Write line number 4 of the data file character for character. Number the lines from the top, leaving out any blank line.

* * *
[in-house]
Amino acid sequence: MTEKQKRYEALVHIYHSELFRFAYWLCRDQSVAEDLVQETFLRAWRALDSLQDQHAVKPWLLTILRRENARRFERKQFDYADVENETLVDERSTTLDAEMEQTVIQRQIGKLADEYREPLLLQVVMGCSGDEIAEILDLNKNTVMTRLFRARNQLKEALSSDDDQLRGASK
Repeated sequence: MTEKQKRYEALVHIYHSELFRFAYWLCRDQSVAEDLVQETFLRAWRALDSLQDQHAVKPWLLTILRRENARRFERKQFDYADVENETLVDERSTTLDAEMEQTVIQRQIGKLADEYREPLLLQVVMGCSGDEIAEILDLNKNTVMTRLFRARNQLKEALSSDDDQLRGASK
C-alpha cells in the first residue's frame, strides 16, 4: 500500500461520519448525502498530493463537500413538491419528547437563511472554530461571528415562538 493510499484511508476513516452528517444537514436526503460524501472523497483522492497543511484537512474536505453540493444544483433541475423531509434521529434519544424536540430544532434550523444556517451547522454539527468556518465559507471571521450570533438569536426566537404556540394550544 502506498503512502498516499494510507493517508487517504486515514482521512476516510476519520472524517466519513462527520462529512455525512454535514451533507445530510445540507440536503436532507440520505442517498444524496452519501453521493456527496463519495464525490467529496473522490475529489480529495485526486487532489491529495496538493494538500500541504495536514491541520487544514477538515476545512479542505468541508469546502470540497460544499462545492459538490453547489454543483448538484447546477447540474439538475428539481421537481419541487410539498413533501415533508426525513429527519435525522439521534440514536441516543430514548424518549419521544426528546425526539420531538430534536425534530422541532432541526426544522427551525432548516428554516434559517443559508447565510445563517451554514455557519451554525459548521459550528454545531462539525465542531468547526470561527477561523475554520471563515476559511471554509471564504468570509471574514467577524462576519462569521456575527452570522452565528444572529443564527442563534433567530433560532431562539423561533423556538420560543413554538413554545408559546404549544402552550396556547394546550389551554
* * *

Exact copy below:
C-alpha cells in the first residue's frame, strides 16, 4: 500500500461520519448525502498530493463537500413538491419528547437563511472554530461571528415562538 493510499484511508476513516452528517444537514436526503460524501472523497483522492497543511484537512474536505453540493444544483433541475423531509434521529434519544424536540430544532434550523444556517451547522454539527468556518465559507471571521450570533438569536426566537404556540394550544 502506498503512502498516499494510507493517508487517504486515514482521512476516510476519520472524517466519513462527520462529512455525512454535514451533507445530510445540507440536503436532507440520505442517498444524496452519501453521493456527496463519495464525490467529496473522490475529489480529495485526486487532489491529495496538493494538500500541504495536514491541520487544514477538515476545512479542505468541508469546502470540497460544499462545492459538490453547489454543483448538484447546477447540474439538475428539481421537481419541487410539498413533501415533508426525513429527519435525522439521534440514536441516543430514548424518549419521544426528546425526539420531538430534536425534530422541532432541526426544522427551525432548516428554516434559517443559508447565510445563517451554514455557519451554525459548521459550528454545531462539525465542531468547526470561527477561523475554520471563515476559511471554509471564504468570509471574514467577524462576519462569521456575527452570522452565528444572529443564527442563534433567530433560532431562539423561533423556538420560543413554538413554545408559546404549544402552550396556547394546550389551554